Amid isolation, reading clinic allows York County teachers, students to reconnect
As students made their way home in March when schools first shut down to mitigate the spread of COVID-19, they did not know it would be the last time they saw their teachers for the school year.
But for those teachers studying at McDaniel College’s reading specialist graduate program, the summer provided an opportunity to reconnect through the program’s elementary-age reading clinic.
“I was able to work with students one-on-one,” said Brittany Grove, a kindergarten teacher at West Manheim Elementary School in South Western School District.
Grove said she knew two of the three students she worked with, one of whom she taught throughout the spring in one-on-one Zoom sessions two or three times a week.
“So when clinic started, we picked up where we ended the school year,” Grove said in an email. “She made a lot of growth in clinic as a reader!"
Grove and Kelsey Hoffman, a fifth grade Southern Elementary School teacher in Southern York County School District, were both participants of the four-week clinics, which wrapped up in mid-July.
The clinics are normally held in person, but they were largely virtual this year, so Mel Rhoads, adjunct professor for the clinic, was unsure if they would garner the same results.
“At first, it was scary,” she said. “We were nervous that the clinicians would not be able to get that much out of clinic face-to-face.”
Instead, however, the reading clinic allowed teachers to grow in their knowledge of technology and hone skills needed for a return to remote learning — which many schools are headed toward in some form this fall.
“When we were teaching in the spring, I was not doing video chat," said Nicole Selmer, a kindergarten teacher at Taneytown Elementary School, in Carroll County, Maryland, who worked with Adams County students during the clinic.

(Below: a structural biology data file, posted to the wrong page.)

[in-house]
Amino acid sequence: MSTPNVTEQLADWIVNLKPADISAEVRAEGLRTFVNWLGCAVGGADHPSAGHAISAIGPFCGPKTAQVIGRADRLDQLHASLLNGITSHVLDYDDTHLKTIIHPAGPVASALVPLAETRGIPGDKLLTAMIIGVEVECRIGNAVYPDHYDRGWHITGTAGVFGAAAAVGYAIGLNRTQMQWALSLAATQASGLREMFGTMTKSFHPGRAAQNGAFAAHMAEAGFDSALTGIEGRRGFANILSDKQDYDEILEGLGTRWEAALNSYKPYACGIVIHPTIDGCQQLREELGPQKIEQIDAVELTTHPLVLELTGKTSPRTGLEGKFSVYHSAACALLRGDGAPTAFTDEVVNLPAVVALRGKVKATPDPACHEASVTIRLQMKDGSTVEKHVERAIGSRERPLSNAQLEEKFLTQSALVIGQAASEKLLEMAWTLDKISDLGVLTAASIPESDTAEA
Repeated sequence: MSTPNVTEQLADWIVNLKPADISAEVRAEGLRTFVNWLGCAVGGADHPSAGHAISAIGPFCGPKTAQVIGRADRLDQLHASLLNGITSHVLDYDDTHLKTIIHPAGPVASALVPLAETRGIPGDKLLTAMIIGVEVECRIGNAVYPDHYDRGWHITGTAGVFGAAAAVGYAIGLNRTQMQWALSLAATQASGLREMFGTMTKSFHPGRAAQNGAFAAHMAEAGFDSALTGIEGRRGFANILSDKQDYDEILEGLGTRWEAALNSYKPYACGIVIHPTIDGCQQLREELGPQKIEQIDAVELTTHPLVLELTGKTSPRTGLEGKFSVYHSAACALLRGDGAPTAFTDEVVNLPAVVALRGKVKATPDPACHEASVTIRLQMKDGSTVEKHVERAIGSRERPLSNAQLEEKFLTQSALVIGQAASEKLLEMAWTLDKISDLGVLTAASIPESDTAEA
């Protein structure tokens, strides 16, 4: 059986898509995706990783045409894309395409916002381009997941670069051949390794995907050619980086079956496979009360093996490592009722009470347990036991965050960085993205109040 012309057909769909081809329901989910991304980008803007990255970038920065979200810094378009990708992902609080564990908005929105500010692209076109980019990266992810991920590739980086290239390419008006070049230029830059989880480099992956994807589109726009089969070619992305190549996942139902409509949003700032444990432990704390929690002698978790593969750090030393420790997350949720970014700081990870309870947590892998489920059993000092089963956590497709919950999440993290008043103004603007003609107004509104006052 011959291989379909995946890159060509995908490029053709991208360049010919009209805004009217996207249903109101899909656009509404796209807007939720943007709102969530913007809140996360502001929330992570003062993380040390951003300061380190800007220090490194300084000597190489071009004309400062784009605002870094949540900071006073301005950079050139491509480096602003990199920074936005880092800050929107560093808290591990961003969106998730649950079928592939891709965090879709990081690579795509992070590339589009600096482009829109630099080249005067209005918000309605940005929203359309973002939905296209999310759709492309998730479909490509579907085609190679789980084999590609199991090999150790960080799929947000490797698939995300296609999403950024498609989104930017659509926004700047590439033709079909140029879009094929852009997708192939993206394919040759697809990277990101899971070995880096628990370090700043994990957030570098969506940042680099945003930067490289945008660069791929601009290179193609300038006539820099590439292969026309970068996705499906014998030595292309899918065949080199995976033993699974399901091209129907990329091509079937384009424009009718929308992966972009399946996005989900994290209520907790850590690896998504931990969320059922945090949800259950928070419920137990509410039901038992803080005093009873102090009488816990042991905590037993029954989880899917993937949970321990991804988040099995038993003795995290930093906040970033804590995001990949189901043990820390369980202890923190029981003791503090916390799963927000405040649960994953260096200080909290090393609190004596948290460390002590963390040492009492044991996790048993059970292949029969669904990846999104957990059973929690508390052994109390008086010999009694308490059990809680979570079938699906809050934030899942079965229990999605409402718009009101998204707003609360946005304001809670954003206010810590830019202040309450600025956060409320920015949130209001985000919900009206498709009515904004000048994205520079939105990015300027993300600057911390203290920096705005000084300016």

But through the clinic, she had to learn to record herself teaching, share her screen, find online books and resources, and help students navigate these tools — which for children so young can be challenging.
For Grove, it reinforced her training on Zoom, which also eased the transition for her students.
Each clinic teacher chose three students to work with — many opting to reach out to those they already knew, which aided in relationship building.
Selmer, who also did some work with students in person, said one of her students was Isabella Drechsler, 10, a rising fifth grader whom she had taught in preschool. It was eye-opening to see her using complex text, because back then, “she didn’t even know how to write her own name,” Selmer said.
These summer connections were also a great opportunity for parents to see first-hand how students were learning with teachers, said Brittany Tyler, coordinator for the clinic.
“Families were so involved,” she said. "They saw every single day what these teachers are doing."
The goal of the clinic, Tyler said, was to get students not just to pass a test but to read on their own and believe in themselves.
“That engagement process — you could see the students grab hold and want to learn more,” Rhoads said, adding that her hope was for them to walk away with a love for learning.